“You were banned for life by the ECB’s Cricket Discipline Commission after it was established that you had ‘knowingly induced or encouraged Mervyn Westfield not to perform on his merits in the Durham match'” the statement said. “You subsequently challenged the decision before the Appeal Panel of the Cricket Disciplinary Commission, which was upheld. Then, you appealed before a commercial bench of the High Court in London, which was dismissed. Then, you appealed before the Court of Appeal (Civil Division), which was rejected. The PCB’s rehabilitation programme is offered to players upon conclusion of the respective periods of ineligibility and not for players who are serving life bans.”
First-class counties to compete for Bob Willis Trophy
First-class counties in the UK will compete for the Bob Willis Trophy in a four-day competition as part of a shortened 2020 domestic season, the ECB has confirmed.
The ECB said on Friday that all 18 first-class counties had agreed to play in the same competitive red- and white-ball competitions, following a delayed start to the season due to the Covid-19 pandemic.
As reported by ESPNcricinfo in May, the four-day competition will feature three regional groups of six teams who will each contest five first-class games with a five-day final expected to be played at Lord’s. The winner will claim the Bob Willis trophy, named after the former England captain who died in December. A shortened Vitality Blast competition will begin on August 27.
Neil Snowball, ECB managing director of county cricket, said in a statement on Friday that the counties had “been united with a common goal to get back to our core function of playing cricket”.
“The commitment of the chairs and chief executives of the first-class counties to work together to achieve that ambition has been resolute and we will remain in close discussion as we continue to assess risk factors that need to be mitigated in order to ensure the safety and welfare of their players, coaches and staff,” Snowball said.
“We are all delighted that agreement has been reached across the game and we are now in a position to look forward to and prepare for a new men’s domestic season starting on 1 August.”
ESPNcricinfo understands that the counties voted by a narrow margin to play first-class and T20 cricket in the abbreviated season while some, including Hampshire, held safety concerns about hotel stays and voted to start the season with a 50-over competition and not play first-class cricket in 2020.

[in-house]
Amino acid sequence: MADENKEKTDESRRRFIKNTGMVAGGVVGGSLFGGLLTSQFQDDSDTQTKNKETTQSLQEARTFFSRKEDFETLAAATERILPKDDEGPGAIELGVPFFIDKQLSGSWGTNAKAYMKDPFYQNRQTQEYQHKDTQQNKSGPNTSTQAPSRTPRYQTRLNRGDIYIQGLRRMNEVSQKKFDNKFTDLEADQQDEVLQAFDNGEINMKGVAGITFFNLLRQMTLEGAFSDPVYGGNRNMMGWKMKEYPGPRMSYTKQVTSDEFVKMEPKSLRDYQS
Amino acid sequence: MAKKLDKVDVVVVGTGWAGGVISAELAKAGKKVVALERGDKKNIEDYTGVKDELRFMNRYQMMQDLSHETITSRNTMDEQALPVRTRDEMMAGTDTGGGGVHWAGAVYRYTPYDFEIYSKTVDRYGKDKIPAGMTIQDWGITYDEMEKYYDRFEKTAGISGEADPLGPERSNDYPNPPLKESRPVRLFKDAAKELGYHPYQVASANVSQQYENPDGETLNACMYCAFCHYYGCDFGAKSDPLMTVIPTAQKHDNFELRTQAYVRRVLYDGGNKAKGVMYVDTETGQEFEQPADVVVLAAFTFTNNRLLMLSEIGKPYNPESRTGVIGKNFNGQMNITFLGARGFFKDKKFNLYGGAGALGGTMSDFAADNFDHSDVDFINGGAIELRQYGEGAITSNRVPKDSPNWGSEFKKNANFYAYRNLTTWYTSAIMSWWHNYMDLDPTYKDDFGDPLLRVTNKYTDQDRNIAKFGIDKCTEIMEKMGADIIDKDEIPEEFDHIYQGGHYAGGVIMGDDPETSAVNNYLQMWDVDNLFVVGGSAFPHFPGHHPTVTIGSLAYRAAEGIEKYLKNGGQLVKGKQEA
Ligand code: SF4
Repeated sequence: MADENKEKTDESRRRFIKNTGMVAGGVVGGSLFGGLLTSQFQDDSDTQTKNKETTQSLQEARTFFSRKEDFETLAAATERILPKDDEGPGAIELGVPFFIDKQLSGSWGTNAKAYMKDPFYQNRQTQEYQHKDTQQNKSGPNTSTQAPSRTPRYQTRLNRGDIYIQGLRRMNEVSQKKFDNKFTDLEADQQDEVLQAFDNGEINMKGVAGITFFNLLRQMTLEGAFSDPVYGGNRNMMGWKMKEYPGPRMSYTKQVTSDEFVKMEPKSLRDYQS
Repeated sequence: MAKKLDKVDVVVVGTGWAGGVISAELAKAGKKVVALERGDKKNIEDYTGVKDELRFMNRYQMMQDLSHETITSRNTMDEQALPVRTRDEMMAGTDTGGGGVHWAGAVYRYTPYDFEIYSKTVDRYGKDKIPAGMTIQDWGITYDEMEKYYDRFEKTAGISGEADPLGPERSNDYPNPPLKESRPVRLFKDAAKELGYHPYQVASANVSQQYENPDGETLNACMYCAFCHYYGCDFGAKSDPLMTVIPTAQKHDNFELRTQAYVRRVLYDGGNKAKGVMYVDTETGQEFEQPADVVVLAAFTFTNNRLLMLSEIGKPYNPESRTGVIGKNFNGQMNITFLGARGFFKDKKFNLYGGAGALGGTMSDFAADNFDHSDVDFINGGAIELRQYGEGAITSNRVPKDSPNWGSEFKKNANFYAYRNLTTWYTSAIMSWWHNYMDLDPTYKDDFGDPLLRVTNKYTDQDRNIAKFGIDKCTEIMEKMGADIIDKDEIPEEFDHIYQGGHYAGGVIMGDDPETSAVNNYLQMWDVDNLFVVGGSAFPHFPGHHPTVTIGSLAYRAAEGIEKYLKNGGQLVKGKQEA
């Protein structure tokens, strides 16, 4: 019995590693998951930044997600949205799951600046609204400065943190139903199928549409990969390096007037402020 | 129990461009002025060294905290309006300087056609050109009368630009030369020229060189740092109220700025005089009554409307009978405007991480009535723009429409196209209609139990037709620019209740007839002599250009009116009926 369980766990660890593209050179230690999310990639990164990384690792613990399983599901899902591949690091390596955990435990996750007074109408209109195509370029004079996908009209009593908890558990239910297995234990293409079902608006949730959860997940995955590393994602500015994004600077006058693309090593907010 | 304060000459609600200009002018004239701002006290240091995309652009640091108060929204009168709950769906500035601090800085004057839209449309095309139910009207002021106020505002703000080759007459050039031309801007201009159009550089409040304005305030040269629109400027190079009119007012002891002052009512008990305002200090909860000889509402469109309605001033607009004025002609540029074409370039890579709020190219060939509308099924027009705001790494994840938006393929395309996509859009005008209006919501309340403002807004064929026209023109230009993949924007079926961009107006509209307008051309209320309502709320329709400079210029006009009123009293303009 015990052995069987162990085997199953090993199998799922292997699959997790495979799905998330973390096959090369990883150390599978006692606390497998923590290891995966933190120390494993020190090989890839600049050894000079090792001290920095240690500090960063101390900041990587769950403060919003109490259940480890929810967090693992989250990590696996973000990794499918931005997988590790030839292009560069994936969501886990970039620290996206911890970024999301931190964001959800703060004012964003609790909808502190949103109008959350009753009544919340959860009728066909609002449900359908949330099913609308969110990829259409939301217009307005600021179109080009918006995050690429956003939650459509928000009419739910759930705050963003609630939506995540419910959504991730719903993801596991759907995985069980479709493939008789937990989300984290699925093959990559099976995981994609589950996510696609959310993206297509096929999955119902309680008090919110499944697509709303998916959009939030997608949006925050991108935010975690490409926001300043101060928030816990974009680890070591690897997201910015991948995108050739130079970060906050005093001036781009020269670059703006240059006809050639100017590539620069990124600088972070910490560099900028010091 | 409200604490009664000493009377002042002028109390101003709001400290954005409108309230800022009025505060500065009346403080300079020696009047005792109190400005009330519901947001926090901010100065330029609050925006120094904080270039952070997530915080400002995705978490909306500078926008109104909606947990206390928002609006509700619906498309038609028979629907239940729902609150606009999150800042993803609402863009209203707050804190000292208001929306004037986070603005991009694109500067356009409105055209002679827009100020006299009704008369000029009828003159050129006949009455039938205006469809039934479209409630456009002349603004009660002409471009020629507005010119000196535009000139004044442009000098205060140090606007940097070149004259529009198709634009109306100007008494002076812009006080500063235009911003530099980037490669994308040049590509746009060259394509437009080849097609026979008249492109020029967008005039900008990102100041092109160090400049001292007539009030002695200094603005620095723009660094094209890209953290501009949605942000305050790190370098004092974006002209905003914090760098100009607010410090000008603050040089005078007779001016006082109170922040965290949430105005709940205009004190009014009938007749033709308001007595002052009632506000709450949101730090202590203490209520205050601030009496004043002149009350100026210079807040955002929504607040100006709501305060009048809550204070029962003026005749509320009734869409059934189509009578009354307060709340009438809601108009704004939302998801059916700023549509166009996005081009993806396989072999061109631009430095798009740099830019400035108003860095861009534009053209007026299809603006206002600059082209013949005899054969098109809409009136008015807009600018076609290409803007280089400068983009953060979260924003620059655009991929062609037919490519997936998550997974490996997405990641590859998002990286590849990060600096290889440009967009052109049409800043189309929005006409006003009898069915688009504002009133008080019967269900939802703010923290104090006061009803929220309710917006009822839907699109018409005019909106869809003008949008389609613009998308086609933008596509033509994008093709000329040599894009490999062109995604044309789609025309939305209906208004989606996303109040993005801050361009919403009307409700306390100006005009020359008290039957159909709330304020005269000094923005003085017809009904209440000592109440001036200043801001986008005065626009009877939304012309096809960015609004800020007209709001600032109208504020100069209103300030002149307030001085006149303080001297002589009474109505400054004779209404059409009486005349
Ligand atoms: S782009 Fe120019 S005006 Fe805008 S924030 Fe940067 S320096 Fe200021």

Venues would contact ticket holders for men’s domestic matches and first-class county members to inform them of the options available to them after a new fixture schedule has been announced, the ECB said.
Stuart Broad ‘frustrated’ and ‘angry’ at being left out of England side for first Test
Stuart Broad has described himself as “frustrated” and “angry” at having been left out of England’s side for the first Test of the series against West Indies.
Broad, the second highest wicket-taker in England’s Test history, said he found the decision “difficult to understand” and suggested he had sought clarification on his future from Ed Smith, the national selector.
“I’m not a particularly emotional person but I’ve found the last couple of days quite tough,” Broad told Sky Sports shortly before play resumed on the third day. “To say I was disappointed would be an understatement; you’re disappointed if you drop your phone and the screen breaks.
“I’m frustrated, angry and gutted. It’s difficult to understand. I’ve probably bowled the best I’ve ever bowled the last couple of years, I felt it was my shirt. I was in the team for the Ashes and going to South Africa and winning there.”
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Broad was England’s leading wicket-taker in their previous Test series – he claimed 14 wickets at a cost of 19.42 apiece in South Africa – and in the Ashes series of 2019, when he claimed 23 wickets at 26.65.
“I spoke to Ed Smith [the national selector] last night, he said he was involved in picking the 13 and this side was picked purely for this pitch,” Broad continued. “I wanted clarification on my the future going forward and I was given pretty positive feedback going forward.
“So yes, I was frustrated in the fact that I felt like I deserved a spot in the team.”
Despite that frustration, Broad accepted the bowlers picked in front of him also deserved their places and accepted that the current competition for places was probably a healthy thing for England.
“You can’t argue the bowlers walking on that field don’t deserve to play,” Broad said. “Everyone deserves to play. Chris Woakes, Sam Curran were bowling really well and probably deserve to be in the XI. It’s just annoying when it’s not you that’s in that XI. Very rarely do you get guys fit and available for each Test match. That’s where selection has been tricky.
“It’s great to see strength and depth in the fast bowling ranks. It’s the only way that England cricket moves forward and gets better. And with high competition in squads it keeps the standard high. Everyone is under pressure for their spots.”
Broad’s omission broke a run of 51 consecutive home Tests dating back to 2012.